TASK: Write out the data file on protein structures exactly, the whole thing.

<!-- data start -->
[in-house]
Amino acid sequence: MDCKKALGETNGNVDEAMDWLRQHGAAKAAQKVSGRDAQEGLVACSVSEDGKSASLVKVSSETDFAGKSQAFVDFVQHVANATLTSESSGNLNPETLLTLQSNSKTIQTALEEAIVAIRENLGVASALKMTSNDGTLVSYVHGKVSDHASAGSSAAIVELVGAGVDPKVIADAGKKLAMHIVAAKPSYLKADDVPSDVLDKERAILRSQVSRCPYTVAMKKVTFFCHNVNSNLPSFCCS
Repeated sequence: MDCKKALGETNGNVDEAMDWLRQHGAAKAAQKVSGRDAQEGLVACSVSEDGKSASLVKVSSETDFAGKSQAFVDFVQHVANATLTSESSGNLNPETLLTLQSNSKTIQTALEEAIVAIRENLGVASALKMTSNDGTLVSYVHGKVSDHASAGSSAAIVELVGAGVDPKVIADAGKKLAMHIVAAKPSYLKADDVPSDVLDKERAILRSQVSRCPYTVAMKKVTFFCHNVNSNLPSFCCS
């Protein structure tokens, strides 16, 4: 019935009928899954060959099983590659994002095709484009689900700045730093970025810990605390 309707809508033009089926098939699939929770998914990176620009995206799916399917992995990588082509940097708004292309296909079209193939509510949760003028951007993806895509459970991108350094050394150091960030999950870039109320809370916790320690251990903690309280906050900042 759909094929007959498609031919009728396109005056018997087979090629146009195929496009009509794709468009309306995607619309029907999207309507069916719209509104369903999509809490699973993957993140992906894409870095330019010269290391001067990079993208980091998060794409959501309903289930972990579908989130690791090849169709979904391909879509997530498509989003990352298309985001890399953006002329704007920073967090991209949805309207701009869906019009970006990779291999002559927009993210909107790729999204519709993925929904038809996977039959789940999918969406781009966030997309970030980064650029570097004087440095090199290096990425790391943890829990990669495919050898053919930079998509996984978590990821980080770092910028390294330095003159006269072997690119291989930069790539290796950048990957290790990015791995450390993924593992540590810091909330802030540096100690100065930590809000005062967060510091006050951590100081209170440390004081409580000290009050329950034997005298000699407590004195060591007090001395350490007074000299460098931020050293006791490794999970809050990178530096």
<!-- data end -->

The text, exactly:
[in-house]
Amino acid sequence: MDCKKALGETNGNVDEAMDWLRQHGAAKAAQKVSGRDAQEGLVACSVSEDGKSASLVKVSSETDFAGKSQAFVDFVQHVANATLTSESSGNLNPETLLTLQSNSKTIQTALEEAIVAIRENLGVASALKMTSNDGTLVSYVHGKVSDHASAGSSAAIVELVGAGVDPKVIADAGKKLAMHIVAAKPSYLKADDVPSDVLDKERAILRSQVSRCPYTVAMKKVTFFCHNVNSNLPSFCCS
Repeated sequence: MDCKKALGETNGNVDEAMDWLRQHGAAKAAQKVSGRDAQEGLVACSVSEDGKSASLVKVSSETDFAGKSQAFVDFVQHVANATLTSESSGNLNPETLLTLQSNSKTIQTALEEAIVAIRENLGVASALKMTSNDGTLVSYVHGKVSDHASAGSSAAIVELVGAGVDPKVIADAGKKLAMHIVAAKPSYLKADDVPSDVLDKERAILRSQVSRCPYTVAMKKVTFFCHNVNSNLPSFCCS
């Protein structure tokens, strides 16, 4: 019935009928899954060959099983590659994002095709484009689900700045730093970025810990605390 309707809508033009089926098939699939929770998914990176620009995206799916399917992995990588082509940097708004292309296909079209193939509510949760003028951007993806895509459970991108350094050394150091960030999950870039109320809370916790320690251990903690309280906050900042 759909094929007959498609031919009728396109005056018997087979090629146009195929496009009509794709468009309306995607619309029907999207309507069916719209509104369903999509809490699973993957993140992906894409870095330019010269290391001067990079993208980091998060794409959501309903289930972990579908989130690791090849169709979904391909879509997530498509989003990352298309985001890399953006002329704007920073967090991209949805309207701009869906019009970006990779291999002559927009993210909107790729999204519709993925929904038809996977039959789940999918969406781009966030997309970030980064650029570097004087440095090199290096990425790391943890829990990669495919050898053919930079998509996984978590990821980080770092910028390294330095003159006269072997690119291989930069790539290796950048990957290790990015791995450390993924593992540590810091909330802030540096100690100065930590809000005062967060510091006050951590100081209170440390004081409580000290009050329950034997005298000699407590004195060591007090001395350490007074000299460098931020050293006791490794999970809050990178530096």